In conclusion, the study results generally show that mushrooms can be a good antioxidant source to help an organism increase its overall antioxidant capacity and protect it against lipid peroxidation.
Peer-review: Externally peer-reviewed.
Author Contributions: Concept--M.A., S.K.; Design--M.A.; Supervision--M.A.; Resource--M.A.; Materials--M.A., S.K.; Data Collection and/or Processing--M.A., S.K.; Analysis and/or Interpretation--A.D.O.K., Z.G., O.Y.; Literature Search--M.A., S.K.; Writing--M.A.
Conflict of Interest: The authors have no conflict of interest to declare.
Financial Disclosure: The authors declared that this study has received no financial support.
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Mehmet Akyuz (1*)[iD], Ayse Dilek Ozsahin Kirecci (1)[iD], Zehra Gokce (2)[iD], Sevda Kyrbag (3)[iD], Okkes Yilmaz (3)[iD]
(1) Department of Biology, Bitlis Eren University, Faculty of Arts & Science, 13000 Bitlis, Turkey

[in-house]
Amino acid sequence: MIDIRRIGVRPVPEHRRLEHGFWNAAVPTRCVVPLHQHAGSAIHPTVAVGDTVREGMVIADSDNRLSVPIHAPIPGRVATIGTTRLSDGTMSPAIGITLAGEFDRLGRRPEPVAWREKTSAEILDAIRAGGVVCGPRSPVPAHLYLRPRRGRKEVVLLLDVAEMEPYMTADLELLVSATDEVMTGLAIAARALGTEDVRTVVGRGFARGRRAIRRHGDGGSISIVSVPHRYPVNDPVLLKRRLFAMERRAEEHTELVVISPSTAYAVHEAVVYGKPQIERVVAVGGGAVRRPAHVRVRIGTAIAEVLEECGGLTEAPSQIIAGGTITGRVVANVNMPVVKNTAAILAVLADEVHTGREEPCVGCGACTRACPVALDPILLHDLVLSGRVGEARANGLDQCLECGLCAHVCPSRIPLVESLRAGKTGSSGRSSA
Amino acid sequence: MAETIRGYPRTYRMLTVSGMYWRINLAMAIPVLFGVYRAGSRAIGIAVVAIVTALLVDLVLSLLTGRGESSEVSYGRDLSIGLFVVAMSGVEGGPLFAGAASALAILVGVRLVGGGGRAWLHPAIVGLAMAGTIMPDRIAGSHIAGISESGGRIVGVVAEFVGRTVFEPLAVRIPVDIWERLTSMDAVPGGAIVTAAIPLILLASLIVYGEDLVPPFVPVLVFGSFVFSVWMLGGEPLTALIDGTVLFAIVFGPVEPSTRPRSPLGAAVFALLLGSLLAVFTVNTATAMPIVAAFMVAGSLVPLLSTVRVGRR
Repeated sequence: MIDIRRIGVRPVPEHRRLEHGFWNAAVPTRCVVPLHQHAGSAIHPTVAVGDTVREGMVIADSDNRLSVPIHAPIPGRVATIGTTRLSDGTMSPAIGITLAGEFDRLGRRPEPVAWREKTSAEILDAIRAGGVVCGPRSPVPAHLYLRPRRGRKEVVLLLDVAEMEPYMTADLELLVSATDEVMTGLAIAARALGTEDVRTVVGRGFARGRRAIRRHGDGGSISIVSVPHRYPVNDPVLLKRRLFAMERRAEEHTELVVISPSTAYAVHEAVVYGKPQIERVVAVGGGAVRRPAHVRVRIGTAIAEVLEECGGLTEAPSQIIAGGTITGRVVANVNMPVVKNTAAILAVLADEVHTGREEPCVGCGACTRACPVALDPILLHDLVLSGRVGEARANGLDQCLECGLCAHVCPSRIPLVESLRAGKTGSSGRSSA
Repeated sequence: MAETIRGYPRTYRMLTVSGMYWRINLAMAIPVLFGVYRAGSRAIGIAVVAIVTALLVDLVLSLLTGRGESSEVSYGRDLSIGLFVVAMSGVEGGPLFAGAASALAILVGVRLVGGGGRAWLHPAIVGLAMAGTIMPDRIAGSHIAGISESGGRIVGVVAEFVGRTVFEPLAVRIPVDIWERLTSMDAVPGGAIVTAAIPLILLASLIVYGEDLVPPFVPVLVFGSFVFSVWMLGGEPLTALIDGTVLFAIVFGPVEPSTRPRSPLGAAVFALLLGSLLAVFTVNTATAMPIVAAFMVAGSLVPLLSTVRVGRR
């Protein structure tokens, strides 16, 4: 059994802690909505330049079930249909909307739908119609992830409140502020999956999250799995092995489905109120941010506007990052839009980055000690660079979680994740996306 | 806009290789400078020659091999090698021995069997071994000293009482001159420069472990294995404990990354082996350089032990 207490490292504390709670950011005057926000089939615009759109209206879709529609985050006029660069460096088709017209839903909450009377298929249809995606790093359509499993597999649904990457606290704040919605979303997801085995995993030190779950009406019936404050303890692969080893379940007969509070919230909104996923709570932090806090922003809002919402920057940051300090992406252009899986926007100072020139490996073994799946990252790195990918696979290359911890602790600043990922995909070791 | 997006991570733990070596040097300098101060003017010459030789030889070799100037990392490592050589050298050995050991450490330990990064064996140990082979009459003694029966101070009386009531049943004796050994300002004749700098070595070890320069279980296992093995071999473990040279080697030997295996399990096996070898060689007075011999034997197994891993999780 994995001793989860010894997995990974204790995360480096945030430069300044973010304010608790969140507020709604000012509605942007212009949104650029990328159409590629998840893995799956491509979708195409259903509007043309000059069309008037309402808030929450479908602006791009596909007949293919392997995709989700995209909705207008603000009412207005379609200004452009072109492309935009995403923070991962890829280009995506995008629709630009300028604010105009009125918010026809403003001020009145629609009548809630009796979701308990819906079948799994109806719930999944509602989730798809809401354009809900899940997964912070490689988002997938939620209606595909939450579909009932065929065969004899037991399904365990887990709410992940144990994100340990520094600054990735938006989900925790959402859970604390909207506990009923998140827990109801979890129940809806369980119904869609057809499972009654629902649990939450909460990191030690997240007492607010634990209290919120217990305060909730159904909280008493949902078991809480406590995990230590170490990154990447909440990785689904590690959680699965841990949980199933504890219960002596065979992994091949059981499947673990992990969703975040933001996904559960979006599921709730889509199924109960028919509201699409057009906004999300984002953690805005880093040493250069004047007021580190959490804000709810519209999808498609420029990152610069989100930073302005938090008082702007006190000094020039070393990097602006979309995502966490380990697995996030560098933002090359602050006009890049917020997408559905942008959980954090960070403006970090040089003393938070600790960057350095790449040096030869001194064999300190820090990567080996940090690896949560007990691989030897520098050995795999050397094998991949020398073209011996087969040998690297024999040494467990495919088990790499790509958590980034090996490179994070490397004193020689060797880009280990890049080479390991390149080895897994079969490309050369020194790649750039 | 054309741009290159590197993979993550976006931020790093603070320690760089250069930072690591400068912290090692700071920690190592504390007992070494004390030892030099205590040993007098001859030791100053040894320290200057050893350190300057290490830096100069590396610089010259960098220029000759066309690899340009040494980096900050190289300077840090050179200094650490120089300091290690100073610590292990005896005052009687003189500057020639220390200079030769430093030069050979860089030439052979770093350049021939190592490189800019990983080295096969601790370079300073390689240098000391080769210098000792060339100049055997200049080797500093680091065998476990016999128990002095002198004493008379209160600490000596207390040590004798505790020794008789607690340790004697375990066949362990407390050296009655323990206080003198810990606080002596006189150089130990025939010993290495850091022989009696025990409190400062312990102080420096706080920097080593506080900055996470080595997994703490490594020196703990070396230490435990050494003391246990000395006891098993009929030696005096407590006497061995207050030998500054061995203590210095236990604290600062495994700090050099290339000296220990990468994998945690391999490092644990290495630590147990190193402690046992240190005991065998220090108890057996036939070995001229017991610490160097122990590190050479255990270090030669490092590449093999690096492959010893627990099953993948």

(2) Department of Health Administration, Kilis 7 Aralik University, Yusuf Serefoglu Faculty of Health Sciences, 79090 Kilis, Turkey
(3) Department of Biology, Firat University, Faculty of Science, 23119 Elazig, Turkey
ORCID IDs of the authors: M.A. 0000-0003-3986-3498; A.D.O.K. 0000-0002-1832-7082; Z.G. 0000-0001-7855-2700; S.K. 0000-0002-4337-8236; O.Y. 0000-0002-8276-4498.
Cite this article as: Akyuz M, Ozsahin Kirecci AD, Gokce Z, Kirbag S, Yilmaz O (2019). Biochemical constituents and antioxidant activities of some mushrooms from Turkey: Agaricus spp., Pleurotus spp., Morchella esculenta and Terfezia boudieri. Istanbul J Pharm 49 (1): 1-6.
Address for Correspondence:
Mehmet AKYUZ, e-mail: email@example.com